Why more and more people are swapping sweaty dance floors for pillows, armchairs and chilled tunes.
Think of the word "party", and you'll probably have flashbacks of three-day benders, tequila shots, and big patches of "What the hell happened after that?!". Yep, partying is fun, but it can also wreak havoc on your body and your wallet, so, most
of the time, you'll be paying for it in two ways the next day.
But there's a new trend in socialising dubbed "slow partying", which avoids this lifestyle burnout by putting an emphasis on more relaxed ways of letting your hair down. Where do we sign up?
Instead of all-night raves, clubs in Ibiza are putting on parties where pillow rooms, not the dance floors, are the hangout of choice. Punters in the US and Canada are ditching Red Bull for "anti-energy" drinks, like Slow Cow, which relax the body rather than stimulate it. And instead of recreational drugs that speed everything up, people looking to chill out are heading to oxygen bars, like in Byron Bay, Australia, for a hit of stress relief, or even popping tranquillisers such as Valium.
The best-selling book In Praise Of Slow (Orion, $17.95) examines this global shift in pace, which author Carl Honoré has termed the Slow Movement.
"It's a cultural revolution against the idea that faster is better," he explains. "It's about doing everything at the right speed savouring the minutes and hours rather than just counting them." This trend rebels against the "roadrunner" culture, which is breaking us down.
"It takes a toll on everything from our health, diet and work, to our relationships and the environment."
The movement has infiltrated the way we spend our free time, or, as Honoré puts it, "the lost art of slow socialising".
"We're exhausted and worn out by dashing around like headless chickens, so we feel the need to take our foot on the accelerator pedal in our leisure time."
Alex Zabotto-Bentley, creative director of events agency AZBcreative (azbthecreative.com), agrees that slow partying is a nostalgic way to socialise, from a period before packed nightclubs and raves.
"It evokes a time gone by," Zabotto-Bentley says. "There's pressure to stand in a room with 500 other people after a busy day, but sometimes we just want to bring it down a few notches and have an easier interaction, and a more relaxed social experience."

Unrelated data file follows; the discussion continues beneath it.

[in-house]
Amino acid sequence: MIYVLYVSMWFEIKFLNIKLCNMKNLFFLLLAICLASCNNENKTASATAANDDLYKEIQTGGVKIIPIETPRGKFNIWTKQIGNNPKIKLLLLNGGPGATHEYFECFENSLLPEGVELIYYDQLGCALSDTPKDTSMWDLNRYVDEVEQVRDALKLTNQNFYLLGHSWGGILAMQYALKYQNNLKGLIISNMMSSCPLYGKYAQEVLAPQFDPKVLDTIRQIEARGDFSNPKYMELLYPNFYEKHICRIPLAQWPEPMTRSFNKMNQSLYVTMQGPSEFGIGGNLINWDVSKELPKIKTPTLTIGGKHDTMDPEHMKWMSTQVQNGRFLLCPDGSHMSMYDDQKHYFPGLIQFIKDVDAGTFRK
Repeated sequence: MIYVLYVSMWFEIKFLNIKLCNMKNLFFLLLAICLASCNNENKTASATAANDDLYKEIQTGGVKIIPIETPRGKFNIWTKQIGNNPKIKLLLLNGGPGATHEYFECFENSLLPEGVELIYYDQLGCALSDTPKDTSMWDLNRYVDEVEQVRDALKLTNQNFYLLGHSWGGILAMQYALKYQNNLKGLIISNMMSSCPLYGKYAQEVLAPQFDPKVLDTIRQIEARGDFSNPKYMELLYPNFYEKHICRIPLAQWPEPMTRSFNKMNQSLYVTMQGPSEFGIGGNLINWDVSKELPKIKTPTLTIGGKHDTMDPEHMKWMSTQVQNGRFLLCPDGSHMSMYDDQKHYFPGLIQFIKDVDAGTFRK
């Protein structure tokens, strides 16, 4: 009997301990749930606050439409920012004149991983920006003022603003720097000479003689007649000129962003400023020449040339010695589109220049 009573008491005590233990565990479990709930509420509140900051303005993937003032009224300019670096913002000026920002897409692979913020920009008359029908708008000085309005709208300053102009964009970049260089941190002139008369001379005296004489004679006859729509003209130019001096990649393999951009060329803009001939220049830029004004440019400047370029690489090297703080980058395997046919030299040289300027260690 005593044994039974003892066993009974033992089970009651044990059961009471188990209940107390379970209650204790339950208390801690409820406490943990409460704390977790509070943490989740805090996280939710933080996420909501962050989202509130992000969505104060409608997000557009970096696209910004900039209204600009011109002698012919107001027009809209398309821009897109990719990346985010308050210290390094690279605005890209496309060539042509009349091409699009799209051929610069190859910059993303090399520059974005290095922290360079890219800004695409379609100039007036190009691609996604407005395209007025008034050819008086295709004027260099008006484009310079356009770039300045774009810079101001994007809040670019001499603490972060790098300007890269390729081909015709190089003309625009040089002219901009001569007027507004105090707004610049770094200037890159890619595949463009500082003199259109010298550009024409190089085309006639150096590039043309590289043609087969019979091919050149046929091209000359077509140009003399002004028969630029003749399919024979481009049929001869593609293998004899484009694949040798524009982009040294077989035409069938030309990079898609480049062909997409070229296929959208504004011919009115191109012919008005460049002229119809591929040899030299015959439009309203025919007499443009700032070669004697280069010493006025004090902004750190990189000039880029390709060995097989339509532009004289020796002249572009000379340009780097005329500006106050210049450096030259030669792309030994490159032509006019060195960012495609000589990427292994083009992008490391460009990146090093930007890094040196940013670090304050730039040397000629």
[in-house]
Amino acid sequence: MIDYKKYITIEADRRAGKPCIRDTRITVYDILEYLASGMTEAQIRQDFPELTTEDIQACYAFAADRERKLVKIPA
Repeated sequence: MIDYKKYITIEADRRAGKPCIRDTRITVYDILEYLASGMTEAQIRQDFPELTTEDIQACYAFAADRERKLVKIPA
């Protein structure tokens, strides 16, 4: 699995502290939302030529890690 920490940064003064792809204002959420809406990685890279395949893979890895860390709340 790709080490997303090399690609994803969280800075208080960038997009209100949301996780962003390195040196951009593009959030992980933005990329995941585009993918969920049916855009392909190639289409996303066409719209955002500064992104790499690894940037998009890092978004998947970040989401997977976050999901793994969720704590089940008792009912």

In his line of work, Zabotto-Bentley has watched this type of socialising become more and more widespread. "Slow partying is not only a trend, but also a change in mindset," he says. "I believe it's here to stay. There are hugely popular small bars opening everywhere, plus brands constantly want us to stage intimate pop-up experiences for their clients. Large city clubs and major events are still part of the culture, but smaller bespoke offerings are really taking over."
These days, it's hard to have a decent conversation with a friend at a bar when you have to shout over the top of a LMFAO track, keep a watchful eye on your drink, while trying to dodge another bar fight.
This is another reason the slow party movement has proven so popular. Home dinner parties, quiet bars filled with comfy armchairs, and chilled-out after-work drinks are fostering better connections.
"Our relationships suffer when we get stuck in fast-forward, because we lack the time or the tranquillity to listen to other people or be fully with them," Honoré points out. "Like everything else, speeding up our relationships has made them more superficial. People are yearning to spend time together in ways where they genuinely connect."
Generations before her have typically partied hard, but Sarah, 22, finds herself steering clear of that over-the-top lifestyle.
"When I was at uni, it was the norm to go out twice or three times a week and when I say ‘go out', I mean go all out," she recalls. "Thinking about that now, my stomach lurches at the idea. I still like to have the occasional big one, but I prefer to stay in and cook, or go out for a few after-work drinks."
Even though she's young, Sarah would rather make the most of her free time instead of it ending up as a blur. "Characters in pop culture still seem to be directionless and out of control in their early 20s, but I don't see that in myself or my friendship groups. Pills and hook-ups have been replaced with sauv blancs and conversation!"
So the next time you feel like a nanna for suggesting a quiet dinner party over a wild night out, think of the benefits to your body, mind and wellbeing. "Strong relationships and meaningful social contact make us happier and healthier," says Honoré. "Real connections with other people give texture and meaning to life."
And it sure beats a hangover.